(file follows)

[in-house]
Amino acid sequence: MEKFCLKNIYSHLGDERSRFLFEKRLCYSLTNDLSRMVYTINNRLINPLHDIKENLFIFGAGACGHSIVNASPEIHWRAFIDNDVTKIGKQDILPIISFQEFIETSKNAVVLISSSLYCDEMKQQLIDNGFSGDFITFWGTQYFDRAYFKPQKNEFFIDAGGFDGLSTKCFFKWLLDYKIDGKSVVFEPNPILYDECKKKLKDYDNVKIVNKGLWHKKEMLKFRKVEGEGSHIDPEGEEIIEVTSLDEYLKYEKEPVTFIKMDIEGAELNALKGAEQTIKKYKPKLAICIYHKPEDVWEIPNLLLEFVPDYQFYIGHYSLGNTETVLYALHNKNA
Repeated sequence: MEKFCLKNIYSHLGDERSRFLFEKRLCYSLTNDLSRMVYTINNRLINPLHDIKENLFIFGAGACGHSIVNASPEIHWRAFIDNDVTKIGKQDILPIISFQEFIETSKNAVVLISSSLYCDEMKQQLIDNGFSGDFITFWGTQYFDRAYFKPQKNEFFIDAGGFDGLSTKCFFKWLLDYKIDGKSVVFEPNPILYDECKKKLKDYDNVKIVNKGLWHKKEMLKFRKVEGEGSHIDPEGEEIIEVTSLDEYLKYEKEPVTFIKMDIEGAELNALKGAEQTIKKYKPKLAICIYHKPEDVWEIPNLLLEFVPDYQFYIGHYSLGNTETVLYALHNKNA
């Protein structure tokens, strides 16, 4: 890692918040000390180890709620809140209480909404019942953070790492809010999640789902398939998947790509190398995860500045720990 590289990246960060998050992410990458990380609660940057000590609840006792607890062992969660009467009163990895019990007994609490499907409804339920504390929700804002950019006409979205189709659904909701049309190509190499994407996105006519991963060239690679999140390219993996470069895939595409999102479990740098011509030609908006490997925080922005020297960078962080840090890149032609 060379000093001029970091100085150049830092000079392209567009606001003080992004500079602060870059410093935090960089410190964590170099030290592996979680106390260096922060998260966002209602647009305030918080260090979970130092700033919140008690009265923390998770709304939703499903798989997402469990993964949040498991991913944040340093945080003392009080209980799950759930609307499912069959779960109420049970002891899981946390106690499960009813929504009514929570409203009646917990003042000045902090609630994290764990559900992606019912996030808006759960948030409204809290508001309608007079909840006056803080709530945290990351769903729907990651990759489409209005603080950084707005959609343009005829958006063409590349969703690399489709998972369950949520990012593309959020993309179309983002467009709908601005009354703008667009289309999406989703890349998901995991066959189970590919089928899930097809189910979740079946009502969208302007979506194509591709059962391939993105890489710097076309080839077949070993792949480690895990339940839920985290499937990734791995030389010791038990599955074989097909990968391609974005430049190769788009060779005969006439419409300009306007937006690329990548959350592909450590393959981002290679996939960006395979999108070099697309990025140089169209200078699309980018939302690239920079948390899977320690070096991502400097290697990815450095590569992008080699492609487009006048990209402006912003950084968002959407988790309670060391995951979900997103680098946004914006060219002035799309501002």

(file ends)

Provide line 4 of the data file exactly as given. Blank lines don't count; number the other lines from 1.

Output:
């Protein structure tokens, strides 16, 4: 890692918040000390180890709620809140209480909404019942953070790492809010999640789902398939998947790509190398995860500045720990 590289990246960060998050992410990458990380609660940057000590609840006792607890062992969660009467009163990895019990007994609490499907409804339920504390929700804002950019006409979205189709659904909701049309190509190499994407996105006519991963060239690679999140390219993996470069895939595409999102479990740098011509030609908006490997925080922005020297960078962080840090890149032609 060379000093001029970091100085150049830092000079392209567009606001003080992004500079602060870059410093935090960089410190964590170099030290592996979680106390260096922060998260966002209602647009305030918080260090979970130092700033919140008690009265923390998770709304939703499903798989997402469990993964949040498991991913944040340093945080003392009080209980799950759930609307499912069959779960109420049970002891899981946390106690499960009813929504009514929570409203009646917990003042000045902090609630994290764990559900992606019912996030808006759960948030409204809290508001309608007079909840006056803080709530945290990351769903729907990651990759489409209005603080950084707005959609343009005829958006063409590349969703690399489709998972369950949520990012593309959020993309179309983002467009709908601005009354703008667009289309999406989703890349998901995991066959189970590919089928899930097809189910979740079946009502969208302007979506194509591709059962391939993105890489710097076309080839077949070993792949480690895990339940839920985290499937990734791995030389010791038990599955074989097909990968391609974005430049190769788009060779005969006439419409300009306007937006690329990548959350592909450590393959981002290679996939960006395979999108070099697309990025140089169209200078699309980018939302690239920079948390899977320690070096991502400097290697990815450095590569992008080699492609487009006048990209402006912003950084968002959407988790309670060391995951979900997103680098946004914006060219002035799309501002």